Re: Periodic rant about SCHED_ULE

From: Mark Millard <>
Date: Wed, 22 Mar 2023 22:39:24 UTC
On Mar 22, 2023, at 13:34, Mark Millard <> wrote:

> On Mar 22, 2023, at 12:40, George Mitchell <> wrote:
>> On 3/22/23 15:21, Mark Millard wrote:
>>> George Mitchell <> wrote on
>>> Date: Wed, 22 Mar 2023 17:36:39 UTC :
>>> [...]
>>>> Here are the very complicated instructions for reproducing the problem:
>>>> 1. Install and start misc/dnetc from ports.
>>> Installing is likely easy, as likely would be building
>>> with default options (if any). I know nothing about
>>> starting misc/dnetc so that is research. (Possibly
>>> trivial, although if it has alternatives to control
>>> then I'd need to match that context too.)
>> service dnetc start
> I built and installed misc/dnetc and got a binary
> blob that clearly was not built in my environment:
> # file /usr/local/
> /usr/local/ ELF 64-bit LSB executable, x86-64, version 1 (FreeBSD), statically linked, for FreeBSD 10.1 (1001515), FreeBSD-style, stripped
> Way older FreeBSD vintage than the locally available toolchains
> would normally build. Some might be cautious about such a thing.
> The man page reported that:
>     If you have never run the client before, it will initiate the menu-driven
>     configuration. Save and quit when done, the configuration file will be
>     saved in the same directory as the client. Now, simply restart the
>     client. From that point on it will use the saved configuration.
> I've not seen what the configuration asks about yet.

I went through the configuration, basically just looking
at it, other than providing an E-mail address. Then . . .

$ sudo service dnetc start
Cannot 'start' dnetc. Set dnetc_enable to YES in /etc/rc.conf or use 'onestart' instead of 'start'.

$ sudo service dnetc onestart

I just let it run without any extra competing activity, other
than I had my patched version of top running. It records and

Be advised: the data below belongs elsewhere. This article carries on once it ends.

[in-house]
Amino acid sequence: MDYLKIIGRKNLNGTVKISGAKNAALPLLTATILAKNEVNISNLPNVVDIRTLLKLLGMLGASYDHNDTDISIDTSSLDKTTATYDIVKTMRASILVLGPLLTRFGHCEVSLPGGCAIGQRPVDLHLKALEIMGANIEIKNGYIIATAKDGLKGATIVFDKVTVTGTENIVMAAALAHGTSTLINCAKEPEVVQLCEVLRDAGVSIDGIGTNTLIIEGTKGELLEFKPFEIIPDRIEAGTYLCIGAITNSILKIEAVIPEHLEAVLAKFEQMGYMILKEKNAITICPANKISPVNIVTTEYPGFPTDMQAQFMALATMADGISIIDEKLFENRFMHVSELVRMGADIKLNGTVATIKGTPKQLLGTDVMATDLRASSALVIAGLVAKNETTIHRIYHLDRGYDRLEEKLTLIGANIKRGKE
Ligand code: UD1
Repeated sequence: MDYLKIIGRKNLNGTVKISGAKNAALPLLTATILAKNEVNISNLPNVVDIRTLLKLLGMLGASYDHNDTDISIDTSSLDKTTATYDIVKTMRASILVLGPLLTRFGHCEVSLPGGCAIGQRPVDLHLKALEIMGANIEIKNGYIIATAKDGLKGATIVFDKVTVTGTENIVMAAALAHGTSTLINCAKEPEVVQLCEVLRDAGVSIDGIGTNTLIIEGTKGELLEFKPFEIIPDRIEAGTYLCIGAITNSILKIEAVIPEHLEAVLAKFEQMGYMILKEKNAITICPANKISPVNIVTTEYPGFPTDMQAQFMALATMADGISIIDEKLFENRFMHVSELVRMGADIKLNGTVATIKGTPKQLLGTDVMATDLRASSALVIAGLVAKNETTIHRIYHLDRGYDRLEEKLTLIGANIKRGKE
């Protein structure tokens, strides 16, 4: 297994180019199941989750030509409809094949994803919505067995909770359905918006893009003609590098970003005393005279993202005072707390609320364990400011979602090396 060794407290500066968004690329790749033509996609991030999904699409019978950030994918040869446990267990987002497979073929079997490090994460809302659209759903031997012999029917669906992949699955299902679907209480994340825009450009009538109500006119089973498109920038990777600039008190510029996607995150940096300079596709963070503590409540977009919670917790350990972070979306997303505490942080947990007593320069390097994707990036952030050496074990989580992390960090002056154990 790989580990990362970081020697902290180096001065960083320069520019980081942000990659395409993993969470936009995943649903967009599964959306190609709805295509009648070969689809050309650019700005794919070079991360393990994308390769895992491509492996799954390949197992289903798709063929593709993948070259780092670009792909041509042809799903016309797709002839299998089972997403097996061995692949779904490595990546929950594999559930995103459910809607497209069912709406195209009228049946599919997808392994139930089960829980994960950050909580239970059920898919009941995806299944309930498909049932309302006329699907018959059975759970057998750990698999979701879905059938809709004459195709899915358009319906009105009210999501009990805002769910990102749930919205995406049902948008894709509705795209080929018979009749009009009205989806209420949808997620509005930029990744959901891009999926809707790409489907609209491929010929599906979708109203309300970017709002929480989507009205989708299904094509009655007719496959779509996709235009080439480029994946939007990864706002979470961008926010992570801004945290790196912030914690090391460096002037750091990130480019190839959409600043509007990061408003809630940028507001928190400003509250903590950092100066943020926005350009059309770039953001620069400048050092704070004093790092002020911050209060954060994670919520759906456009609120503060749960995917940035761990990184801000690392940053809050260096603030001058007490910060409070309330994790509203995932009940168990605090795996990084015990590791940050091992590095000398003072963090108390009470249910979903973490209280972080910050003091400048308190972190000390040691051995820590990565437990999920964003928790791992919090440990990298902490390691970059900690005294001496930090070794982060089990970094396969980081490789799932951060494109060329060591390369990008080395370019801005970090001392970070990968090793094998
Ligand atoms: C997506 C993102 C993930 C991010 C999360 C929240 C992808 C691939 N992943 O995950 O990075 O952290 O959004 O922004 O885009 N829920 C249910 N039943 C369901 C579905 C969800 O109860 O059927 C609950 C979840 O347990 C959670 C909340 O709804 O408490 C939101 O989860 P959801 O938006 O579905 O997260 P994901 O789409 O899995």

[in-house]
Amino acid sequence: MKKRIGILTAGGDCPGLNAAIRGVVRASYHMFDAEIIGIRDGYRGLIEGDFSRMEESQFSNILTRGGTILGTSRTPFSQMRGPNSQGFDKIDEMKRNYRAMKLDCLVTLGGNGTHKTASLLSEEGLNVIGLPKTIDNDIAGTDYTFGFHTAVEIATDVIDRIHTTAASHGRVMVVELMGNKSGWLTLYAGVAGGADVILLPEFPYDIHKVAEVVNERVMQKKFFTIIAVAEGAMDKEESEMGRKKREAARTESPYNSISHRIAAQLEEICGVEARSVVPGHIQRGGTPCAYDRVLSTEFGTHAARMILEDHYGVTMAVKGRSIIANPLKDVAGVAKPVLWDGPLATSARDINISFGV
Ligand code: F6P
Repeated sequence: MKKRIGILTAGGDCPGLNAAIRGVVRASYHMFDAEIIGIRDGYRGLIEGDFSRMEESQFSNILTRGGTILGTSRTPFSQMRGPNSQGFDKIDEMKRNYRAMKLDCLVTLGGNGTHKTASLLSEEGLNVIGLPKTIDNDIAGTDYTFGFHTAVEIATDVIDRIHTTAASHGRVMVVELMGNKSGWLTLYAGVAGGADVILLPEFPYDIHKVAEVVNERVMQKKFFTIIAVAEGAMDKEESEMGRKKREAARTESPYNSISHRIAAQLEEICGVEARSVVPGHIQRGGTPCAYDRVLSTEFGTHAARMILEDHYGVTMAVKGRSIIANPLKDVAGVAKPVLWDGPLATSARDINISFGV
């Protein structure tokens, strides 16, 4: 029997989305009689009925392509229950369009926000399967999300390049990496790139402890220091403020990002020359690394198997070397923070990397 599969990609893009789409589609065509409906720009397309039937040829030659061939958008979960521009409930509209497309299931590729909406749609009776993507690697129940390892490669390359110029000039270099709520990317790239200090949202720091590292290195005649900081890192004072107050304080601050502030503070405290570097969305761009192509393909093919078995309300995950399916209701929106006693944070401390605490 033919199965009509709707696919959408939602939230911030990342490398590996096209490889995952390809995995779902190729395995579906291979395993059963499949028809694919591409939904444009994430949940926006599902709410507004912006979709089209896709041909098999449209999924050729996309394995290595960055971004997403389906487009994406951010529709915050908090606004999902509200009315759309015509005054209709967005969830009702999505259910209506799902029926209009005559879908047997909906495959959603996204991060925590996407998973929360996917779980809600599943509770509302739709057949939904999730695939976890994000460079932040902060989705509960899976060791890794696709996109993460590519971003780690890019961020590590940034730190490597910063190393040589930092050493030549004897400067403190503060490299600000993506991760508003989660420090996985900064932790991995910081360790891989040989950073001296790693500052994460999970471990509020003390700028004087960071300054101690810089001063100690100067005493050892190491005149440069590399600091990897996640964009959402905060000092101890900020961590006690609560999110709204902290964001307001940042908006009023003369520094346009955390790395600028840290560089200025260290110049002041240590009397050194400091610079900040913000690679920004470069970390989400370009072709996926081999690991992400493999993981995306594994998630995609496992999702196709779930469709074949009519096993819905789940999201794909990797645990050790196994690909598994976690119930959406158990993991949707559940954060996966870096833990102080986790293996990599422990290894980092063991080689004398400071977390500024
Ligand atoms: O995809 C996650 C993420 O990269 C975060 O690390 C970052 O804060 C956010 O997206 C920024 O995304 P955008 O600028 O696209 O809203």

reports various maximum-observed (MaxObs) figures, here
the load averages being relevant.

Top showed that dnetc started 32 processes, one per hardware
thread. Mostly I saw: 100% nice and 0% idle.

Letting it run and then looking at the load averages (and
their matching MaxObs figures) after something like 60+ min
(not carefully timed: was doing other things) showed:

load averages:  31.97,  31.88,  31.66 MaxObs:  32.12,  31.97,  31.66

(Note: The machine had been up for over 2.75 days before
starting this and had not been building much of anything
during that time.)

I've not yet experimented with having other, significant
competing activity.

>>>> 2. Run "make buildworld".
>>> So on the 32 hardware-thread (16 cores) amd64 machine that
>>> I have access to, the test is to only have buildworld use
>>> about one hardware thread, no matter what else is going on.
>>> I never would have guessed that the steps would not involve
>>> more like -j$(sysctl -n hw.ncpu) (so around -j32 in this
>>> context). So it is good that you provided your note or
>>> I'd not know if I'd done similarly or not when trying such.
>>> [Note: -j1 and lack of -j are not strictly equivalent in
>>> how make operates. As I remember, the distinction makes
>>> a notable difference in the number of subprocesses created
>>> directly by make (one per action "line" vs. one for the
>>> whole block?). So even using -j1 might make a difference
>>> vs. what you specified. I'd have to test to see.]
>> I am literally running "make buildworld" with no additional options.
> So required for repeating your results, but likely making
> such results not be interesting relative to how I normally
> deal with buildworld buildkernel and the likel, no matter
> if there is other activity in an overlapping time frame or
> not: my time preferences are too strong to wait for a single
> hardware thread to do my normal builds, even with no
> competing activity on the builder.
>>>> Standard out conveniently reports how long it took (wall clock).
>>> But nothing in your instructions indicate about how
>>> to get an idea much progress dnetc made during the
>>> various tests? [...]
>> Honestly, I've never worried about this part.  But dnetc logs its
>> progress in /usr/local/, though not in terms
>> that are easy to relate to real-world progress.  Oddly, when I run
>> "make buildworld," I'm primarily interested in getting the world built.
>> Perhaps others feel differently.
> Off topic for the specifics of the actual benchmark
> that you run:
> Then why not use of -jN ? In my context, any buildworld
> using -j1 or no -j at all takes a huge amount of time
> longer than letting it use all the hardware threads (or
> so). (I've avoided having any I/O bound contexts for
> such.) It does not take additional load on the system
> for that to be true --including on the 4-core small arm
> boards when I happen to buildworld on such (rare).
>>> [...]
>>> FYI: I've never built with and run the alternate
>>> scheduler so if there is any appropriate background
>>> for that that would not be obvious on finding basic
>>> instructions, it would be appropriate to provide
>>> such notes.
>>> [...]
>> You have to build a new kernel, using a config file in which you have
>> replaced "options SCHED_ULE" with "options SCHED_4BSD".     -- George
> Thanks for the notes.
> I've not decided if I'll do anything with the binary
> blob or not.

Mark Millard
marklmi at